http://aaaaaaaaaaaaaaaaaaaaaaaaaaaaaaaaaaaaaaaaaaaaaaaaaaaaaaaaaaaaaaa.com/AaaaaaaaaAAaaaAAaaaa?aaaaaaaaaaaaaaaaaaaaaaaa=aaaaaaaaaaaaaaaaaaaaaaaaaaaaaaaaaaaaaaaaaaaaaaaaaaaaaaaaaaaaaaaaaaaaaaaaaaaaaaaaaaaaaaaaaaaaaaaaaaaaaaaaaaaaaaaaaaaaaaaaaaaaaaaaaaaaaaaaaaaaaaaaaaaaaaaaaaaaaaaaaaaaaaaaaaaaaaaaaaaaaaaaaaaaaaaaaaaaaaaaaaaaaaaaaaaaaaaaaaaaaaaaaaaaaaaaaaaaaaaaaaaaaaaaaaaaaaaaaaaaaaaaaaaaaaaaaaaaaaaaaaaaaaaaaaaaaaaaaaaaaaaaaaaaaaaaaaaaaaaaaaaaaaaaaaaaaaaaaaaaaaaaaaaaaaaaaaaaaaaaaaaaaaaaaaaaaaaaaaaaaaaaaaaaaaaaaaaaaaaaaaaaaaaaaaaaaaaaaaaaaaaaaaaaaaaaaaaaaaaaaaaaaaaaaaaaaaaaaaaaaaaaaaaaaaaaaaaaaaaaaaaaaaaaaaaaaaaaaaaaaaaaaaaaaaaaaaaaaaaaaaaaaaaaaaaaaaaaaaaaaaaaaaaaaaaaaaaaaaaaaaaaaaaaaaaaaaaaaaaaaaaaaaaaaaaaaaaaaaaaaaaaaaaaaaaaaaaaaaaaaaaaaaaaaaaaaaaaaaaaaaaaaaaaaaaaaaaaaaaaaaaaaaaaaaaaaaaaaaaaaaaaaaaaaaaaaaaaaaaaaaaaaaaaaaaaaaaaaaaaaaaaaaaaaaaaaaaaaaaaaaaaaaaaaaaaaaaaaaaaaaaaaaaaaaaaaaaaaaaaaaaaaaaaaaaaaaaaaaaaaaaaaaaaaaaaaaaaaaaaaaaaaaaaaaaaaaaaaaaaaaaaaaaaaaaaaaaaaaaaaaaaaaaaaaaaaaaaaaaaaaaaaaaaaaaaaaaaaaaaaaaaaaaaaaaaaaaaaaaaaaaaaaaaaaaaaaaaaaaaaaaaaaaaaaaaaaaaaaaaaaaaaa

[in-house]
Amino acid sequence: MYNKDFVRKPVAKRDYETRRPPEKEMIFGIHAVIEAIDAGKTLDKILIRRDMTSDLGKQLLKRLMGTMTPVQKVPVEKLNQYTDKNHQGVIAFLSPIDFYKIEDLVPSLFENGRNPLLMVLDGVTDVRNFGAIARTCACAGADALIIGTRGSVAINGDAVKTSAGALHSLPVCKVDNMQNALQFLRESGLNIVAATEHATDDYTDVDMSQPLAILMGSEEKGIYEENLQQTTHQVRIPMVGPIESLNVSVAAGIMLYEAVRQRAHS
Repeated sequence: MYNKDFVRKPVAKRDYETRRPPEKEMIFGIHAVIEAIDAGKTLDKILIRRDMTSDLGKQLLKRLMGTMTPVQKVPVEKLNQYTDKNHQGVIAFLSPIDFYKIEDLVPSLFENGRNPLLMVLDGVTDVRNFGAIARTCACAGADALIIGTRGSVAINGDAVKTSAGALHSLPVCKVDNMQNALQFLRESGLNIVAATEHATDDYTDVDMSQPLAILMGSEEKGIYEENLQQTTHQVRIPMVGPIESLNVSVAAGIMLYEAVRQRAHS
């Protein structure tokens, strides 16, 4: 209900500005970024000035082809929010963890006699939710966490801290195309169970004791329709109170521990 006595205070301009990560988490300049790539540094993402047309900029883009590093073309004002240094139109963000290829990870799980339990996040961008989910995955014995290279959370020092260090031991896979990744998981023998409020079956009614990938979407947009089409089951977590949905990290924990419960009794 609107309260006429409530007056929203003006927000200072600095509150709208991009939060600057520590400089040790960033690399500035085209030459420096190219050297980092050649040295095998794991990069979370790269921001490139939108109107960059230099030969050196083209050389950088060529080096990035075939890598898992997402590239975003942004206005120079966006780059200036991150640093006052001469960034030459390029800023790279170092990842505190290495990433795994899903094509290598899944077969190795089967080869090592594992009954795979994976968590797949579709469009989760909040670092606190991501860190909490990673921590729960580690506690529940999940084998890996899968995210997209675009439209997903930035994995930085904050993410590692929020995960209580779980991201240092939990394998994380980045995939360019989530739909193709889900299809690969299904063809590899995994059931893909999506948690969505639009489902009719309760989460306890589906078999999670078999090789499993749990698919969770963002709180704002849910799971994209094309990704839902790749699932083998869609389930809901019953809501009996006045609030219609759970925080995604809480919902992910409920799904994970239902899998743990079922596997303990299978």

redirects to a video, Big Enough on Youtube.

This is quite long, for a funny example. Should it be cut out, on the Strunk and White principle of shortening when possible? No, I think. It cannot be cut out, or even cut, without losing meaning. “But that meaning is not the point at hand,” you may cry, “we are talking about the value of short URL’s, not the harm from long ones.” The value of short URL’s is indeed the point, but how can I convey that to the reader? I can state it easily. For some, that is enough– you extrapolate; you think of three reasons why I am correct; you connect the point with your own experience; you treasure it in your heart to use at the next opportunity. For other readers, however, merely conveying the idea sola is not enough. For them– and I would be that kind of reader myself, I think– it helps to have an example of a good URL, an example of a bad URL, and an example of a ridiculously bad URL. Even better, I have the chance here to display a humorous app designed to do the opposite of what a reasonable man would want, something that will lock the idea into the reader’s memory. And, I have the chance to set this into a conversation, a bit of honey to make the medicine go down more smoothly. I add many more words than strictly necessary, but all of the additions are pleasant and easy, so it adds essentially nothing to the reading time needed.